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Sector news, 7 - 20 June 2015

DfE resit policy leads to GCSE campus chaos FE Week, 8 June 2015

Colleges readying themselves for an impending Department for Education (DfE) policy have witnessed a dramatic rise in the number of English and maths GCSE exams that has left many struggling to accommodate learners. One college even saw gridlock on nearby roads with bumper learner numbers on June 2, and they also had to resort to using its principal’s office to host exams. Elsewhere, principals have hired external venues or partially suspended classes to provide rooms for exams. The increase in candidates was caused by a DfE post-16 funding policy, due from August, requiring learners with GCSE grade D in English or maths to resit, alongside taking their other studies. Many colleges piloted the requirement this year — and found themselves overwhelmed not just by booming GCSE numbers, but also clashes with the A-level and vocational exam timetable. It has left colleges pleading with awarding organisations to change timetables for next year with separate English and maths GCSE days. A spokesperson for the Joint Council for Qualifications (JCQ), which oversees the organisation of GCSE timetables, said: “In 2016 GCSE English/English Language will not be timetabled at the same time as any other GCSE or AS examination. For one of the GCSE maths timetable slots this has been possible in 2016 and further work will be taken on GCSE maths timetable slots in 2017 following the introduction of new linear specifications.”

Teach First warns recruitment crisis is ‘worse than 2002’ TES, 12 June 2015

The country’s largest provider of new teachers is warning that schools are facing the worst recruitment crisis this century. Teach First says that demand from schools for its teachers is “more than double” what it was this time last year, suggesting that school leaders are struggling to fill vacancies. Education secretary Nicky Morgan acknowledged the problem this week, saying: “I am very conscious we have to look at the [teacher supply] pipeline. There will always be a role for teachers coming in from overseas…that brings a vibrancy. It’s also about tackling issues like workload, obviously.”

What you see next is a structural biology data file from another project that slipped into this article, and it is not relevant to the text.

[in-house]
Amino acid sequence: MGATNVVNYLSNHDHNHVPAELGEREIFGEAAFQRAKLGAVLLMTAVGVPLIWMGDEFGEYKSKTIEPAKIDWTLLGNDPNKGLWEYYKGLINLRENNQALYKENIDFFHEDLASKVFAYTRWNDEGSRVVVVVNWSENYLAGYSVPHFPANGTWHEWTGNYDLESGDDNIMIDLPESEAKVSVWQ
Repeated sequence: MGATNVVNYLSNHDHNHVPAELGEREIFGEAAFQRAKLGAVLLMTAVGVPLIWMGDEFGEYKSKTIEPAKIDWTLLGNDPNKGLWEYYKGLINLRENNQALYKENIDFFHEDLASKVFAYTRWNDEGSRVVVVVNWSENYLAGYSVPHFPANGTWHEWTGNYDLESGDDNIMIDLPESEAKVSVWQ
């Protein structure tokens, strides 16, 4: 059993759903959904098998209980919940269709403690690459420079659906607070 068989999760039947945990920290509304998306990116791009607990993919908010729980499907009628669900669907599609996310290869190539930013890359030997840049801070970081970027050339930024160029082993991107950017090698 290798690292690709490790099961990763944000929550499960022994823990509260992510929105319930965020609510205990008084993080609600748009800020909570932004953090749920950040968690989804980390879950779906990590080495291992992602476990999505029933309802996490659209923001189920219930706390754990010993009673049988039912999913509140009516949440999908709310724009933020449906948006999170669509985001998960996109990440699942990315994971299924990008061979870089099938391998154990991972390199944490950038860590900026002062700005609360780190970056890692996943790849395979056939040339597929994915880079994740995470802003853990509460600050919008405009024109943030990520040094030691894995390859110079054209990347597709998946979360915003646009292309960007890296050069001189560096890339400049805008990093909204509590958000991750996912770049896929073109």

Chartered status body for FE finally arrives FE Week, 12 June 2015

The Privy Council today announced that the Queen had approved the grant of a Royal Charter to the Institution for Further Education in a first for the sector. The Institution for Further Education, set up in 2013 by Lord Lingfield to pave the way for a new chartered membership organisation for colleges and training providers in the FE sector, has been granted its Royal Charter. The institution will be devoted to developing the potential, reputation and standing of the further education sector. Its mission will be to bring together the best training providers across the sector and collectively to promote, recognise and celebrate their professionalism and success.